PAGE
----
7. Zhou says:

    Nice! – except the whole roommate thing. After 25, roommates get a lot more annoying. And with a boyfriend…fantasies of coming home to a brutal double murder are in your future.

    I think 30 should be the minimum age for a foreign policy degree (with time spent living abroad). Just imagine having to listen to a 22 year old in one of your class discussion.

    One nice degree trick (often not available in the social sciences) is to enroll in a PhD. program, work as a TA/research assist, get a stipend and tuition paid by the program and then just quit once you’ve completed enough work for the master’s degree. I know lots of people who have done that.

  8. rubymary says:
    Profile photo of rubymary

    You are so right about the after 25 roommate theory. I’m just too old for this sh-t.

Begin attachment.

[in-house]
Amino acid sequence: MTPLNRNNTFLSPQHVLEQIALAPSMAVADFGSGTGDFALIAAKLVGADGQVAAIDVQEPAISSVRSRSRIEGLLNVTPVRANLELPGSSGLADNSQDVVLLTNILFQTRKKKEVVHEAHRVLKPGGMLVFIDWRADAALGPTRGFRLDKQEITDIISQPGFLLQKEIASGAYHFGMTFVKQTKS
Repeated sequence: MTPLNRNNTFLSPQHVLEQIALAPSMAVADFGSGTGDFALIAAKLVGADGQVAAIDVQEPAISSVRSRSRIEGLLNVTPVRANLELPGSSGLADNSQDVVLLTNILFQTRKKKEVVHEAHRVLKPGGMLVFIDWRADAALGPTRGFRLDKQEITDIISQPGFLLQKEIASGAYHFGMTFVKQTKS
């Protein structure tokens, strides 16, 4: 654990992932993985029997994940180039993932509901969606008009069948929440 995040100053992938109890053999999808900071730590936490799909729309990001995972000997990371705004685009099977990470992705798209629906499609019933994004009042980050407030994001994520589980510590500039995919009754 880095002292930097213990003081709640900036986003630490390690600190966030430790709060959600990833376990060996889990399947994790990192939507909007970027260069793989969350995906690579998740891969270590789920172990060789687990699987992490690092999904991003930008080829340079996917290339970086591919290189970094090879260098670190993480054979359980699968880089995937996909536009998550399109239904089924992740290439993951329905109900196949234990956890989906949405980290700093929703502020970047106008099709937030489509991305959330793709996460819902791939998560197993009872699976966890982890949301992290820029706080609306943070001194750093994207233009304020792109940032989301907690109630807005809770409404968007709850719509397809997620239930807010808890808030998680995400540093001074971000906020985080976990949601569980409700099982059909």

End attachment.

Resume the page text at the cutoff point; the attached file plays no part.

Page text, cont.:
The boyfriend moved in and he’s b-o-r-i-n-g. The dude speaks English, Mandarin, Japanese and finished my program already–yet talking to my desk lamp is more enjoyable. I hope there’s more interesting Chinese people in my future.

    Dang, I should have used that PhD trick. Although it is really, really hard to get a PhD I hear. I barely got into a Masters Program, I think scoring a PhD would have been a miracle, haha.

    Thanks for the comment about my age, I feel better! There are some 22 year olds in my class and I think to myself: go get a job! But, I shouldn’t judge.

    Thanks for your comment!

  9. Todd says:

    When I was job hunting for work in gov/ngo, the new minimum requirement seems to be a masters”

    Thats not exactly always the case. Ive worked from some gov types who were nearly illiterate but they used their veterans pref points to get the position, but if you didnt have those points, then you had to make up for it with education. So you got a guy in a GS9 position with a GED but the position calls for a Masters if your not a vet.

    I think the FS only requires a BA or BS but you might get a post in some horrible place. Probably best to get your masters then roll into something big. 30 is incredibly young, I cant believe you think that is old. Even 38 is young. Good luck!

    • rubymary says: